Maybe he needed the eggs.
That’s our best guess as to what’s going on in this confounding — but sometimes funny — video that just turned up online. Brooklyn-based filmmaker J.D. Oxblood has posted the trailer to an unfinished romantic comedy he’s calling #AnnieHall, a Brooklyn-based, present-day find-and-replace riff on Woody Allen’s epochal 1977 film.
In this iteration, Annie Hall is Minnie Wohl, a “nice Yeshiva girl” who resists being dragged by her lover to see The Battle of Algiers, Oxblood’s replacement for The Sorrow and the Pity. Allen’s Alvy Singer, meanwhile, is now a blond goy, a comedy writer whose paranoia that the world’s prejudiced against him now has a tinge of Tea Party dada: Rather than insist that he was subjected to the question “Jew eat?” this tanned schlemiel carps that a Pakistani called him “Whitey.”
Yes, this cover/adaptation/whatever changes Annie Hall around to re-tell the story from a perspective we just never get to hear in our society: a Brooklyn dude who’s into Woody Allen movies. But it’s easy to carp. What Oxblood has whipped up is fascinating, and it offers some legitimate laughs:
You can see that whitey scene unfold at full length in Oxblood’s almost twelve-minute short film. Other changes, both clever and risible: While Alvy Singer could produce Marshall McLuhan on command, Oxblood’s version can only claim to have Slavoj Zizek on FaceTime; Annie’s “Grammy Hall” in Wisconsin is now a bubbe in Queens; marijuana is now Xanax; and the target of the NYC chauvinism this time isn’t L.A. — it’s the suburbs, where the male leads are from. Oxblood’s best line: “We grew up in the suburbs. It’s like being in the desert without the benefit of solitude.”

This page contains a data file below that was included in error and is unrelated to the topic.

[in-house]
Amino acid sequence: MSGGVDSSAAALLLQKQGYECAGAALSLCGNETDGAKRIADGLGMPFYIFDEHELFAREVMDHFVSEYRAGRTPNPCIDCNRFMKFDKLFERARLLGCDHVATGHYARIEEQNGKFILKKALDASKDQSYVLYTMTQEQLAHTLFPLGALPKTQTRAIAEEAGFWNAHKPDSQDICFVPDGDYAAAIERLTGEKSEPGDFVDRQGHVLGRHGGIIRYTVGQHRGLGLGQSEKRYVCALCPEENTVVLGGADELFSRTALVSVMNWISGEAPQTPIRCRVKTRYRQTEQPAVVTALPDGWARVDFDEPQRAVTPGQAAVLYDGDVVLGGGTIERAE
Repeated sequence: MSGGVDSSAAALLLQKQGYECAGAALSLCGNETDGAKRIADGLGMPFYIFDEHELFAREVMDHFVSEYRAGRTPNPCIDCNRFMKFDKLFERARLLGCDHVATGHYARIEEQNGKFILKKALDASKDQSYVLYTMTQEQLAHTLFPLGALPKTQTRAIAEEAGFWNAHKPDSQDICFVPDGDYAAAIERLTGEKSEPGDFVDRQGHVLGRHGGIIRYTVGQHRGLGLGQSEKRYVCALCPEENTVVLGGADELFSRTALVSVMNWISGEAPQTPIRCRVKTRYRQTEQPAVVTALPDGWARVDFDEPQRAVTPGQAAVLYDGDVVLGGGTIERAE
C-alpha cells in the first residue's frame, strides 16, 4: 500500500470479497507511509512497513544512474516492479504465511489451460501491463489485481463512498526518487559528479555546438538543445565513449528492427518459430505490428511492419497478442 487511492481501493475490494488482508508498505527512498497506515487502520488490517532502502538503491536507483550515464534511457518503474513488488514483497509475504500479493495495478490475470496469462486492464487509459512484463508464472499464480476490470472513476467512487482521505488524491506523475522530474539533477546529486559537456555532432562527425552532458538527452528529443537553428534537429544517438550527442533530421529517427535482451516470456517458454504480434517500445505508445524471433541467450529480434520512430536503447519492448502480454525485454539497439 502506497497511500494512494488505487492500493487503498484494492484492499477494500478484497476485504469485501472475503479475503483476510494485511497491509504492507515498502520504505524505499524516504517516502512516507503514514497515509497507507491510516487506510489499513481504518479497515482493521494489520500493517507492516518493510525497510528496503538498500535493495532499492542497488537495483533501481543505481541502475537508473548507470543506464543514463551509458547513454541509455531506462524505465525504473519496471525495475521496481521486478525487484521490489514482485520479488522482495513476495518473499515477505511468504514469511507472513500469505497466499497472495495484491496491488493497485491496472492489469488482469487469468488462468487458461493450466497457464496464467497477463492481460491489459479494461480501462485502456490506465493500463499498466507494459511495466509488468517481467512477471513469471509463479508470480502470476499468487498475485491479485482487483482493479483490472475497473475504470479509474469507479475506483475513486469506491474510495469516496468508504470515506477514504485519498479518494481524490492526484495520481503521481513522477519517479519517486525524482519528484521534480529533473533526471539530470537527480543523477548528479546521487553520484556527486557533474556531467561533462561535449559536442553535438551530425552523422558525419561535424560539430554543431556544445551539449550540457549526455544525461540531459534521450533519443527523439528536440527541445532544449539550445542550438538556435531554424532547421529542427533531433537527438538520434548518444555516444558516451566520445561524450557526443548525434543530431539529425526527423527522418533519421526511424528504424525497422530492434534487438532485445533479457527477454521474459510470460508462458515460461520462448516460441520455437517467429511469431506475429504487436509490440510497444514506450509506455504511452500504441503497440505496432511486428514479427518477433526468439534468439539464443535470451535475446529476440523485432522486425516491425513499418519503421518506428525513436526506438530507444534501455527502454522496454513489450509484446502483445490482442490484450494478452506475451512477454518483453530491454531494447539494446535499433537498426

Whether it all works or not we’ll leave to you — but we can all agree that its twelve minutes are another case of life offering too-small portions. Oxblood’s website promises an upcoming Kickstarter to finance a full feature. We’re reaching out to Oxblood with questions, chief among them: “In the original, Annie goes to an Alice Cooper concert and brings home a program, like she went to hear the Philharmonic or something. Will you also be updating the stuff Allen got wrong?”
If you’re so inclined, Annie Hall is currently streaming on Netflix.
(Thanks to a friend in San Francisco for the tip!)
Hey, you could do worse than following @studiesincrap on the Twitter thing.
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